The new firmware released for the Nikon Z9 flagship allows to record 12-bit ProRes RAW HQ or new 12-bit N-RAW video at up to 8K 60p straight to the Z9’s memory cards (internally — no external device required). Basically, Nikon allows you to record two flavors of raw codecs: Apple ProRes RAW, and N-RAW (by intoPIX). Nikon states that its own raw (N-RAW) is half the size of the ProRes RAW. As opposed to the VENICE 2, here you got just one flavor of compressed raw, which is ProRes RAW HQ.
The EOS R5 C is the first Canon camera to provide an internal 8K 60P Cinema RAW Light recording. Cinema RAW Light is a popular and valuable format found in other Canon Cinema EOS cameras such as the EOS C300 Mark III and EOS C500 Mark II. Canon claims this feature captures the full dynamic range of the sensor and provides video data with a cinematic look, optimized for advanced grading and HDR, in a more manageable file size than Cinema RAW. Cinema RAW Light now has three newly-developed modes, RAW HQ (high quality), RAW ST (standard quality), and RAW LT (light recording). All three modes are 12-bit regardless of frame rate. So here it is – another example of an internal recording of compressed raw, also in 8K.
Besides ProRes RAW and X-OCN, we have BRAW (Blackmagic RAW) which also allows the privilege of shooting various compression rates. However, the capabilities of the BRAW can be limited in some cases and this codec has been developed to be more adapted to Blackmagic’s ecosystem. Anyway, it seems that the days of being limited to one flavor of raw are over. Camera manufacturers want to offer cinematographers much more choices to choose from. Generally speaking, the desired formula is Compressed raw + internally. And it looks that external recorders will become history soon. BTW, many consider ‘compressed raw’ as not a real raw, and that’s because a real raw is not compressed. However, the key is to grant freedom in post-production. The methodology the codec is being recorded from the sensor is less important, as long as you can change crucial parameters like white balance and ISO. Furthermore, the compression lets you reduce the file size which is a very important capability. For instance, the best raw (by definition) is ARRIRAW. Nevertheless, it’s a heavy codec and data rates are skyrocketing. For instance, explore the dated chart below just to get an impression of the ARRIRAW datarate compared to compressed raw.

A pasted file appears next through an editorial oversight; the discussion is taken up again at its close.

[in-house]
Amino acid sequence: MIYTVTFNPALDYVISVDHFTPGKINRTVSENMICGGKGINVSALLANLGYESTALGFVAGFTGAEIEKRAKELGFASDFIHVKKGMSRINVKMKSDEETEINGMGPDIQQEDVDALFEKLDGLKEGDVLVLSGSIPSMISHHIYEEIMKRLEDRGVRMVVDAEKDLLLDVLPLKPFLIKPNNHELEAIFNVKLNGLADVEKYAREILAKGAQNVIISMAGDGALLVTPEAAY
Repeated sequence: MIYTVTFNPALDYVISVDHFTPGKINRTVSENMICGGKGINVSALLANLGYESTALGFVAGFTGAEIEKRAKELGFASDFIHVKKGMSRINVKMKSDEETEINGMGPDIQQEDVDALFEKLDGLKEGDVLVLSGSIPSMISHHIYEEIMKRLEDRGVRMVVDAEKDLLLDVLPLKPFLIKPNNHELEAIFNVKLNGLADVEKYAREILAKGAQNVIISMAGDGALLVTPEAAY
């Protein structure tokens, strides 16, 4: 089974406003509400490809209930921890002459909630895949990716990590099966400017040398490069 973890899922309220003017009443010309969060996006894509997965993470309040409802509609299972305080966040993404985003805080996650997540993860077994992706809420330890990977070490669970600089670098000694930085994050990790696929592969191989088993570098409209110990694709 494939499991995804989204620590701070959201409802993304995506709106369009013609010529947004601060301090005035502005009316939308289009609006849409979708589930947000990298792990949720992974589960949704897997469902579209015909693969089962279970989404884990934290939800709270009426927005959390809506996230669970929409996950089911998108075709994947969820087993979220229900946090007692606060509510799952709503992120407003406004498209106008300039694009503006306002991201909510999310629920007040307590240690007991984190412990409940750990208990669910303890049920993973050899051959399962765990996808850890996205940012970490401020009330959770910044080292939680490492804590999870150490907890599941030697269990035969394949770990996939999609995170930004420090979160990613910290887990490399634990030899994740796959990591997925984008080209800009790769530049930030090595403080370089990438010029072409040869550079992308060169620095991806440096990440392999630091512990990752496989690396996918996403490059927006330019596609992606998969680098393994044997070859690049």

Canon R5 C, Sony VENICE 2, and Nikon Z9 have managed to record 8K compressed raw internally in different flavors. If so, why does everyone say that this capability is locked by patents? Furthermore, in 2018 DJI announced that the Zenmuse X7 can record ProRes RAW as well: “We are thrilled that the Zenmuse X7 has become the first aerial camera to support Apple’s new ProRes RAW standard … DJI has obtained authorization from Apple for the latest Apple ProRes RAW. When mounted to the Inspire 2, the Zenmuse X7 is capable of recording 6K 14-bit Apple ProRes RAW video at 23,976 fps ”DJI announced back then. However, it failed to implement compressed raw in its flagship, the Ronin 4D by stating: “Ronin 4D will not support internal compressed RAW (Apple ProRes RAW) recording at launch”. The Ronin 4D and the Kinefinity MAVO Edge are the only cameras that had to cancel the capability of shooting ProRes RAW just before shipping. Nevertheless, Canon, Sony, and Nikon show us the light here. Compressed raw can be achieved…. Internally! and in 8K !. So who needs an external recorder anymore?
Here’re the products mentioned in the article, and the links to purchase them from authorized dealers.
- Canon EOS R5 C Mirrorless Cinema Camera
- Sony VENICE 2 Digital Motion Picture Camera (8K)
- Sony VENICE 2 Digital Motion Picture Camera (6K)
- Nikon Z9 Mirrorless Camera